the whole point of the paper is to oppose a legislative initiative that would encourage and allow fathers to take up more of the childcare burden, thus freeing mothers to work and earn more. And, *surprise surprise* the same is happening in Australia, too. Of course, one can argue that only radical feminists or a minority of the feminist movement fight against fatherīs rights, but then again mainstream feminism is very silent when it comes to condemn such actions or fatherīs rights in general. I donīt doubt that one could find single feminists that support shared parenting if one is willing to look hard enough, but apparently that does not fall under the inequalities feminism is willing to fight.
Rationally, if feminists really wanted equality and to better women's lives, they'd support the presumption of equally shared parenting. Equalizing childcare will tend to equalize earnings, savings, employment, promotions, etc. Astonishingly, feminists don't want that.
The National Organisation of Women, the biggest feminist group in the world, and arguably the political arm of feminism has a lot of political power. A recent example. Consider this.
Of the 5.7 million jobs Americans lost between December 2007 and May 2009, nearly 80 percent had been held by men. [...] Men are bearing the brunt of the current economic crisis because they predominate in manufacturing and construction, the hardest-hit sectors, which have lost more than 3 million jobs since December 2007. Women, by contrast, are a majority in recession-resistant fields such as education and health care, which gained 588,000 jobs during the same period. Rescuing hundreds of thousands of unemployed crane operators, welders, production line managers, and machine setters was never going to be easy.When put in a graphic this looks like this.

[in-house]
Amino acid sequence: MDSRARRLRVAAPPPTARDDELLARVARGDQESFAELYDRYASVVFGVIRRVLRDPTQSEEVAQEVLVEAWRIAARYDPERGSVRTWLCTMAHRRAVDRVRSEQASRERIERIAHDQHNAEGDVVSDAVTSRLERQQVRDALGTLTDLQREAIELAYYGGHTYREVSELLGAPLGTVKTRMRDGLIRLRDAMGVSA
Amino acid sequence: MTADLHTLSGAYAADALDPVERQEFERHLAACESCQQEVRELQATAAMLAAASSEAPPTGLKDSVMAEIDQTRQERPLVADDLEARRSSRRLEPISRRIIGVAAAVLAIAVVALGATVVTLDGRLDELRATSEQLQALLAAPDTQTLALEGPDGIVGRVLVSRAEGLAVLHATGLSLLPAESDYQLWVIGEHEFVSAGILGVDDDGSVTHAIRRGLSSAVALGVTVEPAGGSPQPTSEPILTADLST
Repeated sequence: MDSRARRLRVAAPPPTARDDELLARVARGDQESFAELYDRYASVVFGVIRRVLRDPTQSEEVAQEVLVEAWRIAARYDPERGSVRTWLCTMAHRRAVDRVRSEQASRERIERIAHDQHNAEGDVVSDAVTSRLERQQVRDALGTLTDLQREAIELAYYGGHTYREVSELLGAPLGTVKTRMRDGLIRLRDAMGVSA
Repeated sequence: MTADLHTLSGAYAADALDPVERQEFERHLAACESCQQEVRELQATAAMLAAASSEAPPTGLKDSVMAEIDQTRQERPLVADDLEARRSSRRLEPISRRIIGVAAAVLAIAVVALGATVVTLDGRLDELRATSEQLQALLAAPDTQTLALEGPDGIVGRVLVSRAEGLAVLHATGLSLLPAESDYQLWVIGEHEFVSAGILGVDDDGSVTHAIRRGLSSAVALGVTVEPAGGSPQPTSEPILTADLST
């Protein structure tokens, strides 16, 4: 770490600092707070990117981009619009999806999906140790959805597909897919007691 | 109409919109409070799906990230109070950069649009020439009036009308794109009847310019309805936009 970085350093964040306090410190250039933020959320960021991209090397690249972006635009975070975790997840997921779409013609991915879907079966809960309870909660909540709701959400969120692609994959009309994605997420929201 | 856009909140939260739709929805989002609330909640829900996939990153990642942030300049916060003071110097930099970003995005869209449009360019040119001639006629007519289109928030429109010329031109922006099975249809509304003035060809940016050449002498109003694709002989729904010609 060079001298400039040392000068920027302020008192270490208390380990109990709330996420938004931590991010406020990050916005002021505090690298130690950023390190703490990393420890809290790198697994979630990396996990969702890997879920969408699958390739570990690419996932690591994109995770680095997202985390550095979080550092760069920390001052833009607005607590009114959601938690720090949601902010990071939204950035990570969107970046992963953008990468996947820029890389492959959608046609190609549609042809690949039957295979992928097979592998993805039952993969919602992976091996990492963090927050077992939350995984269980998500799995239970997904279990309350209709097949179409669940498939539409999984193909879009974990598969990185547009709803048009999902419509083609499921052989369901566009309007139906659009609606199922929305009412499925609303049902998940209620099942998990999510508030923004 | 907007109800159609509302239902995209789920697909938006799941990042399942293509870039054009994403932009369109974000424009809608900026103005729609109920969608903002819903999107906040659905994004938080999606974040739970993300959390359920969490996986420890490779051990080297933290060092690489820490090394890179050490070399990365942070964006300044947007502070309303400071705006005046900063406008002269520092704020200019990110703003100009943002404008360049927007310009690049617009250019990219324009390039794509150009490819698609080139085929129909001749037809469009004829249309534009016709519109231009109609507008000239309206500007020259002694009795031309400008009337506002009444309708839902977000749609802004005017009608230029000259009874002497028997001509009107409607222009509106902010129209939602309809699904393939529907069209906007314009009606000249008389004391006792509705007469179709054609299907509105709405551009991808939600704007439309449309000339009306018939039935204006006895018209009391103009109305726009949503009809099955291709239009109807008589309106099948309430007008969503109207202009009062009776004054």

A devastating loss, not only for men, but also for the families, wifes and children, that men are supporting. To counter this there was the American Recovery and Reinvestment Act of 2009 investing $787 billion.
The president-elect's original plan was designed to stop the hemorrhaging in construction and manufacturing while investing in physical infrastructure that is indispensable for long-term economic growth. It was not a grab bag of gender-correct programs, nor was it a macho plan--the whole idea of economic stimulus is to use government spending to put idle factors of production back to work.This sounds like a good idea righ? The feminists of NOW disagreed.
The National Organization for Women (NOW), the Feminist
Majority, the Institute for Women's Policy Research, and the National Women's Law Center soon joined the battle against the supposedly sexist bailout of men's jobs. At the suggestion of a staffer to Speaker of the House Nancy Pelosi, NOW president Kim Gandy canvassed for a female equivalent of the "testosterone-laden 'shovel-ready' " terminology. ("Apron-ready" was broached but rejected.) Christina Romer, the highly regarded economist President Obama chose to chair his Council of Economic Advisers, would later say of her entrance on the political stage, "The very first email I got . . . was from a women's group saying 'We don't want this stimulus package to just create jobs for burly men